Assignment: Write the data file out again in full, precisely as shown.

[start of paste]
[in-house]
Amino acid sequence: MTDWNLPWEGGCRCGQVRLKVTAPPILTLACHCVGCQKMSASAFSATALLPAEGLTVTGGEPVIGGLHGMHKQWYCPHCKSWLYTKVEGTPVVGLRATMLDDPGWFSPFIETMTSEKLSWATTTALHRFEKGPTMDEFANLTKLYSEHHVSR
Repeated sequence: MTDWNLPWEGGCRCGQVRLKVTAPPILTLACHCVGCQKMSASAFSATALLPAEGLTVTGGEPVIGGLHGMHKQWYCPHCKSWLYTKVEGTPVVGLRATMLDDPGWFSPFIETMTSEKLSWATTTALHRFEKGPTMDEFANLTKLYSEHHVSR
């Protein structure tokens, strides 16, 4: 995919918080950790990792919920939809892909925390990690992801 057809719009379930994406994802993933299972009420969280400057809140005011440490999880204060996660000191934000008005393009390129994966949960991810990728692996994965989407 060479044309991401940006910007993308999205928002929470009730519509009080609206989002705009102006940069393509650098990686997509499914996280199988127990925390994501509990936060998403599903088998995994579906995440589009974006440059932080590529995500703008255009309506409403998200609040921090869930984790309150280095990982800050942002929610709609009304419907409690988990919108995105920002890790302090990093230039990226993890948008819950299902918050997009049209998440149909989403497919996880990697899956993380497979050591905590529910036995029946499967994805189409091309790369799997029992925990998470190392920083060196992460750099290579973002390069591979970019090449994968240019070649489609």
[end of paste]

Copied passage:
[in-house]
Amino acid sequence: MTDWNLPWEGGCRCGQVRLKVTAPPILTLACHCVGCQKMSASAFSATALLPAEGLTVTGGEPVIGGLHGMHKQWYCPHCKSWLYTKVEGTPVVGLRATMLDDPGWFSPFIETMTSEKLSWATTTALHRFEKGPTMDEFANLTKLYSEHHVSR
Repeated sequence: MTDWNLPWEGGCRCGQVRLKVTAPPILTLACHCVGCQKMSASAFSATALLPAEGLTVTGGEPVIGGLHGMHKQWYCPHCKSWLYTKVEGTPVVGLRATMLDDPGWFSPFIETMTSEKLSWATTTALHRFEKGPTMDEFANLTKLYSEHHVSR
């Protein structure tokens, strides 16, 4: 995919918080950790990792919920939809892909925390990690992801 057809719009379930994406994802993933299972009420969280400057809140005011440490999880204060996660000191934000008005393009390129994966949960991810990728692996994965989407 060479044309991401940006910007993308999205928002929470009730519509009080609206989002705009102006940069393509650098990686997509499914996280199988127990925390994501509990936060998403599903088998995994579906995440589009974006440059932080590529995500703008255009309506409403998200609040921090869930984790309150280095990982800050942002929610709609009304419907409690988990919108995105920002890790302090990093230039990226993890948008819950299902918050997009049209998440149909989403497919996880990697899956993380497979050591905590529910036995029946499967994805189409091309790369799997029992925990998470190392920083060196992460750099290579973002390069591979970019090449994968240019070649489609």